Hounding Aaron Swartz to His Death
I was sitting with my friend Roy Singham, the founder of Thoughtworks two months back, discussing the need for social networking tools for organisations. Roy told me the exciting news that Aaron Swartz, the creator at age 14 of RSS feeds and one of the key figures in today's Internet world, was working on precisely such tools. It was a profound shock to learn that Aaron has committed suicide. At 26, Aaron leaves behind what very few people can achieve even in a lifetime. Aaron joins those that the US Government, the supposed champion of freedom on the Internet, is prepared to hound ruthlessly, if need be to their deaths. Bradley Manning, Julian Assange and Aaron are all victims of a society where stealing billions of dollars of public money does not earn even a gentle rap on the knuckles but freeing information is seen to be a danger for all that the US stands for.
Aaron was facing 35 years in jail and 1 million dollars in fines for trying to download the archives of JSTOR, the online repository of scientific and social sciences journals using the MIT network. His family in a statement have held the Massachusetts prosecutors responsible for his death, “"Aaron's death is not simply a personal tragedy. It is the product of a criminal justice system rife with intimidation and prosecutorial overreach. Decisions made by officials in the Massachusetts U.S. Attorney's office and at MIT contributed to his death. The US Attorney's office pursued an exceptionally harsh array of charges, carrying potentially over 30 years in prison, to punish an alleged crime that had no victims. Meanwhile, unlike JSTOR, MIT refused to stand up for Aaron and its own community's most cherished principles."
The digital commons and the Internet community are paying their tribute Aaron in different ways. Some like Tim Berners-Lee have mourned his passing, “Wanderers in this crazy world, we have lost a mentor, a wise elder”; some others have condemned the bullying prosecutors for hounding Aaron to his death. Lawrence Lessig, the founder of Creative Commons wrote, “Aaron was always and only working for (at least his conception of) the public good. He was brilliant, and funny. A kid genius. A soul, a conscience, the source of a question I have asked myself a million times: What would Aaron think? That person is gone today, driven to the edge by what a decent society would only call bullying.”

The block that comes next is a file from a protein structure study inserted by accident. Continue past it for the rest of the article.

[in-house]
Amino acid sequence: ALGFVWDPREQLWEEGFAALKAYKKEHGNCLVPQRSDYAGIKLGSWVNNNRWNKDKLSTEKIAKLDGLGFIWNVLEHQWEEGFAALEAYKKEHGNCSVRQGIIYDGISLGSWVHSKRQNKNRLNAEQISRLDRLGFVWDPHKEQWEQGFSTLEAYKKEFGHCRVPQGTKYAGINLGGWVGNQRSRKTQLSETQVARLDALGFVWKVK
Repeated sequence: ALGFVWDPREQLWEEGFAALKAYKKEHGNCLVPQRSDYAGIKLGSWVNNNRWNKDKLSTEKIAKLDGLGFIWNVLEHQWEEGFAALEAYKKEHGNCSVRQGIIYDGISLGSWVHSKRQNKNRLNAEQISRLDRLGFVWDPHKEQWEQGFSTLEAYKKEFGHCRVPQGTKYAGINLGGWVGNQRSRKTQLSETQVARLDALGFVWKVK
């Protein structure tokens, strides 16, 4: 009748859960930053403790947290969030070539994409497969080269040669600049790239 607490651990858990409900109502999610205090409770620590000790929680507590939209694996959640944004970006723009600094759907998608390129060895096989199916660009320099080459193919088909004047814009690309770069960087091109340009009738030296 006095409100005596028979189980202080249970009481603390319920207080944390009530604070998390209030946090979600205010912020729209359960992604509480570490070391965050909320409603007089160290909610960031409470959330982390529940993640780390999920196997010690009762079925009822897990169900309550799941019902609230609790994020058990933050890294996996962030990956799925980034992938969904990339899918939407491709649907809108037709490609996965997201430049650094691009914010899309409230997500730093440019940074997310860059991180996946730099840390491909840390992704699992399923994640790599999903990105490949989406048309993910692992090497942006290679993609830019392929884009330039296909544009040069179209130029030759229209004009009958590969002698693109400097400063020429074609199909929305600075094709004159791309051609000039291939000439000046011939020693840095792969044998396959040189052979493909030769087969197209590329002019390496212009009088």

“Aaron did more than almost anyone to make the Internet a thriving ecosystem for open knowledge, and to keep it that way," wrote Peter Eckersley of Electronic Frontier Foundation.
Others have decided to take up the cause of digital freedom more directly. Micah Allen, a researcher in the fields of brain plasticity, cognitive neuroscience, and cognitive science called for dumping research papers in public domain, "A fitting tribute to Aaron might be a mass protest uploading of copyright-protected research articles," Allen wrote yesterday on Reddit. "Dump them on Gdocs, tweet the link. Think of the great blu-ray encoding protest but on a bigger scale for research articles." Already, people are using the hashtag #pdftributeaaronswartz or #pdftribute to upload such texts.
Anonymous has defaced MIT's webpages for its role and called his prosecution, "a grotesque miscarriage of justice" . It also called for “this tragedy to be a basis for reform of copyright and intellectual property law, returning it to the proper principles of common good to the many, rather than private gain to the few.”